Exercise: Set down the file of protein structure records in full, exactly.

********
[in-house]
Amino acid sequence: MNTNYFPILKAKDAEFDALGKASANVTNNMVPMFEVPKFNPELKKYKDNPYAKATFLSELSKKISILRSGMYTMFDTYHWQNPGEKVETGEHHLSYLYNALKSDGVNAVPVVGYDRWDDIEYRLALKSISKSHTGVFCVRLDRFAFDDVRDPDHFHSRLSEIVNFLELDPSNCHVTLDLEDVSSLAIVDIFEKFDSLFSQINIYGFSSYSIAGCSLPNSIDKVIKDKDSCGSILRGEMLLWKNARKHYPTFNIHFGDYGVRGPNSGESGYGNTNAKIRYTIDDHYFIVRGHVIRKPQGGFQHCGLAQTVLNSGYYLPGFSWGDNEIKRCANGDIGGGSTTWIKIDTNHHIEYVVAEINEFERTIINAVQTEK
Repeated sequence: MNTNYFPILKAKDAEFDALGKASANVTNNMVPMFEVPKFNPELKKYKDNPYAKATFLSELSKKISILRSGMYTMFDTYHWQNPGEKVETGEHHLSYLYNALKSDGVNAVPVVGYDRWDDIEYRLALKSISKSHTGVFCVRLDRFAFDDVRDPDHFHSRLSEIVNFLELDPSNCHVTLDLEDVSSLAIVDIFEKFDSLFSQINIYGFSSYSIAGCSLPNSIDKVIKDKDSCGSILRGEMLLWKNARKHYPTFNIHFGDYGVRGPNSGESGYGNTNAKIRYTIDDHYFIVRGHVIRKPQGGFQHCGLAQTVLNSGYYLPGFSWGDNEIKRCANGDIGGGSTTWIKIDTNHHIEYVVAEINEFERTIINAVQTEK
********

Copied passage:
[in-house]
Amino acid sequence: MNTNYFPILKAKDAEFDALGKASANVTNNMVPMFEVPKFNPELKKYKDNPYAKATFLSELSKKISILRSGMYTMFDTYHWQNPGEKVETGEHHLSYLYNALKSDGVNAVPVVGYDRWDDIEYRLALKSISKSHTGVFCVRLDRFAFDDVRDPDHFHSRLSEIVNFLELDPSNCHVTLDLEDVSSLAIVDIFEKFDSLFSQINIYGFSSYSIAGCSLPNSIDKVIKDKDSCGSILRGEMLLWKNARKHYPTFNIHFGDYGVRGPNSGESGYGNTNAKIRYTIDDHYFIVRGHVIRKPQGGFQHCGLAQTVLNSGYYLPGFSWGDNEIKRCANGDIGGGSTTWIKIDTNHHIEYVVAEINEFERTIINAVQTEK
Repeated sequence: MNTNYFPILKAKDAEFDALGKASANVTNNMVPMFEVPKFNPELKKYKDNPYAKATFLSELSKKISILRSGMYTMFDTYHWQNPGEKVETGEHHLSYLYNALKSDGVNAVPVVGYDRWDDIEYRLALKSISKSHTGVFCVRLDRFAFDDVRDPDHFHSRLSEIVNFLELDPSNCHVTLDLEDVSSLAIVDIFEKFDSLFSQINIYGFSSYSIAGCSLPNSIDKVIKDKDSCGSILRGEMLLWKNARKHYPTFNIHFGDYGVRGPNSGESGYGNTNAKIRYTIDDHYFIVRGHVIRKPQGGFQHCGLAQTVLNSGYYLPGFSWGDNEIKRCANGDIGGGSTTWIKIDTNHHIEYVVAEINEFERTIINAVQTEK